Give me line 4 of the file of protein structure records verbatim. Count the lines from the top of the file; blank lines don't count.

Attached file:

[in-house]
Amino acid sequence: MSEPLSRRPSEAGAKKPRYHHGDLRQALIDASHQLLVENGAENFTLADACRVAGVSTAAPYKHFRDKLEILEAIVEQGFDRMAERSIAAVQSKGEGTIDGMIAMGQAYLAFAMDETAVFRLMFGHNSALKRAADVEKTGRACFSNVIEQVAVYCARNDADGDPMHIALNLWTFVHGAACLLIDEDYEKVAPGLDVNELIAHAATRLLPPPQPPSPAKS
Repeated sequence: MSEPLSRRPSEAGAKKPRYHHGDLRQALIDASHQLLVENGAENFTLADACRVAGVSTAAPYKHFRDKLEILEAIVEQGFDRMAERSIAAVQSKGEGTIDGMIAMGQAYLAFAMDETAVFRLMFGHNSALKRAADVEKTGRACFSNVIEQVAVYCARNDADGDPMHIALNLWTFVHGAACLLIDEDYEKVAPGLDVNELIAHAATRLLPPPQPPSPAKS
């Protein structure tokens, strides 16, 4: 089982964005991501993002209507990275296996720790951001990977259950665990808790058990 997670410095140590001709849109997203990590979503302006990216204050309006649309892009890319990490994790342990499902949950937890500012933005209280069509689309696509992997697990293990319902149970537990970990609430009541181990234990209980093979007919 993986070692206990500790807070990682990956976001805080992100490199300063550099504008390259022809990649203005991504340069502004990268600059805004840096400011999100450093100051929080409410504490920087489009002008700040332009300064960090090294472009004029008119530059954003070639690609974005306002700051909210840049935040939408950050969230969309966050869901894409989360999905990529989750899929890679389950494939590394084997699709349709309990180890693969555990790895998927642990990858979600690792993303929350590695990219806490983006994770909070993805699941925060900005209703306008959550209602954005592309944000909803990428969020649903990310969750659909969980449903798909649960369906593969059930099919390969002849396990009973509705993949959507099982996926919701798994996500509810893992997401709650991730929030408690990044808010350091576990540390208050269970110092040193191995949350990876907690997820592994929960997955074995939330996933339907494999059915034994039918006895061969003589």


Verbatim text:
């Protein structure tokens, strides 16, 4: 089982964005991501993002209507990275296996720790951001990977259950665990808790058990 997670410095140590001709849109997203990590979503302006990216204050309006649309892009890319990490994790342990499902949950937890500012933005209280069509689309696509992997697990293990319902149970537990970990609430009541181990234990209980093979007919 993986070692206990500790807070990682990956976001805080992100490199300063550099504008390259022809990649203005991504340069502004990268600059805004840096400011999100450093100051929080409410504490920087489009002008700040332009300064960090090294472009004029008119530059954003070639690609974005306002700051909210840049935040939408950050969230969309966050869901894409989360999905990529989750899929890679389950494939590394084997699709349709309990180890693969555990790895998927642990990858979600690792993303929350590695990219806490983006994770909070993805699941925060900005209703306008959550209602954005592309944000909803990428969020649903990310969750659909969980449903798909649960369906593969059930099919390969002849396990009973509705993949959507099982996926919701798994996500509810893992997401709650991730929030408690990044808010350091576990540390208050269970110092040193191995949350990876907690997820592994929960997955074995939330996933339907494999059915034994039918006895061969003589």